Bonus: For a handy list of questions to ask during interviews, head to, which designs for not a couple thousand, or a couple million, but the entire population of the United Kingdom. They know a thing or two 😉

User personas help you be user-centric


I’ve seen many teams bring in pricey consultants to help develop user personas and then leave it in some obscure folder in Google Drive. Don’t let this happen to you! User personas help you be user-centric, if you put them to work.

Build a business case for product ideas

User personas can help you nail the business case for a product idea. Bringing in user personas allows you to ground those ideas within the bigger context of your business. What kind of users is this idea meant to help and how valuable does that make it?

A user persona gives you a centerpiece around which to focus your discussions. For example, you can see that the following idea is specifically meant to benefit “Larry Landlord.” Not just anyone.

user personas added to a product ideas
You can see who this idea is for because we’ve linked it to a user persona in ProdPad.

That’s useful context as you validate the idea further and decide whether to move it forward in the workflow.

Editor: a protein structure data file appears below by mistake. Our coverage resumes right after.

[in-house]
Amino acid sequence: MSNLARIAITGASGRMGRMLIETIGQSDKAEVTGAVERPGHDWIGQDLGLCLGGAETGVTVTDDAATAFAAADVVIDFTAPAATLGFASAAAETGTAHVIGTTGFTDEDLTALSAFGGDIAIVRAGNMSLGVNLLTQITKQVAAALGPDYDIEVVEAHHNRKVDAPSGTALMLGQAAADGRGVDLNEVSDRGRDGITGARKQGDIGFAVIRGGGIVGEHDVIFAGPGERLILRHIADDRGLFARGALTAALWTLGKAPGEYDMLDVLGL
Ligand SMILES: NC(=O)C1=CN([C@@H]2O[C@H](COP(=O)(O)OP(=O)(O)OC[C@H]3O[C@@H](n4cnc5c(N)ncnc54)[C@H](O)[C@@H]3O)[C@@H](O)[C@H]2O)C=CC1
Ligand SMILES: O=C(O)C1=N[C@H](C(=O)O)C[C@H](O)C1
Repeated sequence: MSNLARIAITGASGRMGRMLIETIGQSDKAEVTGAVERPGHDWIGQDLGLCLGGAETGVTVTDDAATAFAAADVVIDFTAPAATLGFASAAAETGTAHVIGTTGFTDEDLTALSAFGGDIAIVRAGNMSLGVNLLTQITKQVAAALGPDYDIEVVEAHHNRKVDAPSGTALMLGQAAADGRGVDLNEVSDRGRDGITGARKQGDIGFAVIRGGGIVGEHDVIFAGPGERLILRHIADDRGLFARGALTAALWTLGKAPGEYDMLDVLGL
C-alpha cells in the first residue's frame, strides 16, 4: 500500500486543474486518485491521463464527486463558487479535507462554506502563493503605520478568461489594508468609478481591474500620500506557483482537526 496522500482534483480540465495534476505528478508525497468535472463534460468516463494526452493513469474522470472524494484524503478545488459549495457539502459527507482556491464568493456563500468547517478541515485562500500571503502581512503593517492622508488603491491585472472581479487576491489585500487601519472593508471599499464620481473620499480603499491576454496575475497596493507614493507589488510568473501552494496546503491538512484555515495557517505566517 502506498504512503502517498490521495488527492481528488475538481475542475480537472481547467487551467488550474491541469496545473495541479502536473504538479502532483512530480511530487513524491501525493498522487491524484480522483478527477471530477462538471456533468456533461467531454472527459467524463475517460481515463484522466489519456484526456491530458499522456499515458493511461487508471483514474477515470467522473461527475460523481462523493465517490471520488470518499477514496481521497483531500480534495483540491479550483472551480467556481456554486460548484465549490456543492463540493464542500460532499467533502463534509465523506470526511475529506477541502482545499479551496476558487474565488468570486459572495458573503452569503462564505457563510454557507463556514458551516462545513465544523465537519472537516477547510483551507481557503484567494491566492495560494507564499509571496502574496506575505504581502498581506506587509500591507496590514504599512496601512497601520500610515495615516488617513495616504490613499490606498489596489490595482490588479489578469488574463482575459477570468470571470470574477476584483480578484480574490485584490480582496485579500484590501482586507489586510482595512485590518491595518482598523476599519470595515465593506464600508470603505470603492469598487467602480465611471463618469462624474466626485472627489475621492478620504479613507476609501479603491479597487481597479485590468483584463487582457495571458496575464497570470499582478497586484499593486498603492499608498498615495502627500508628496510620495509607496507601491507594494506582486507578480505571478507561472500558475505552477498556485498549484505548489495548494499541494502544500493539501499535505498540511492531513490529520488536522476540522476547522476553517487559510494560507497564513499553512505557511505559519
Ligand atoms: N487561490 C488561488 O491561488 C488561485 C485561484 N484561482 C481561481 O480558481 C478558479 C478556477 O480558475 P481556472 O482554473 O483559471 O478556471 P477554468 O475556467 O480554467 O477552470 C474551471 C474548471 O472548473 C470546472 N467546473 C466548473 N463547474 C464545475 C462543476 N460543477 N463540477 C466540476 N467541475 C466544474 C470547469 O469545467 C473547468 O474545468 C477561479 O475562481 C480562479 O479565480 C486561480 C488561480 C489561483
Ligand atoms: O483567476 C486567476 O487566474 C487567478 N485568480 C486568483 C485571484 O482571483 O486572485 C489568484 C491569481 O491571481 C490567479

Understand what user personas need

There’s a really cool feature in ProdPad that you can use to pull up a list of customer feedback by user persona. This gives you an aggregate view of what your customers want from you, where they’re struggling, what kind of functionality they’d like, and so on.

This is monumentally important for product managers. Why? Because sorting through individual feedback gives you a limited perspective on what you think is important to customers. A handful of standout comments can pretty effectively cloud your judgment.

In contrast, reviewing a list of feedback by persona helps you make decisions that benefit an entire segment of users.

Filter by persona in ProdPad

To learn more about how to do this, read about our Contact Profiles feature.

Communicate personas to your teams

User personas aren’t just for you and your product team to hang onto. They have really valuable context that everyone else working with you could use too!

If you’re throwing specs over to your development team, user personas give them the context they need to make judgment calls during build. Personas also help marketing teams understand their audience better so they can set up more effective messaging and targeting.

The key thing to remember is that the user personas you develop become the basic set of assumptions used across your business. Everyone else depends on you, the product manager, to keep their assumptions in check. If your persona evolves, you owe it to your business to update the persona so they can update their assumptions too.

So what’s next?

User personas should be relatable enough that they can be brought up all the time in daily conversations. But to help make them feel really real, you should bring them into product planning as soon as you can.

In ProdPad, you can develop product ideas with user personas, user stories and all the context you want.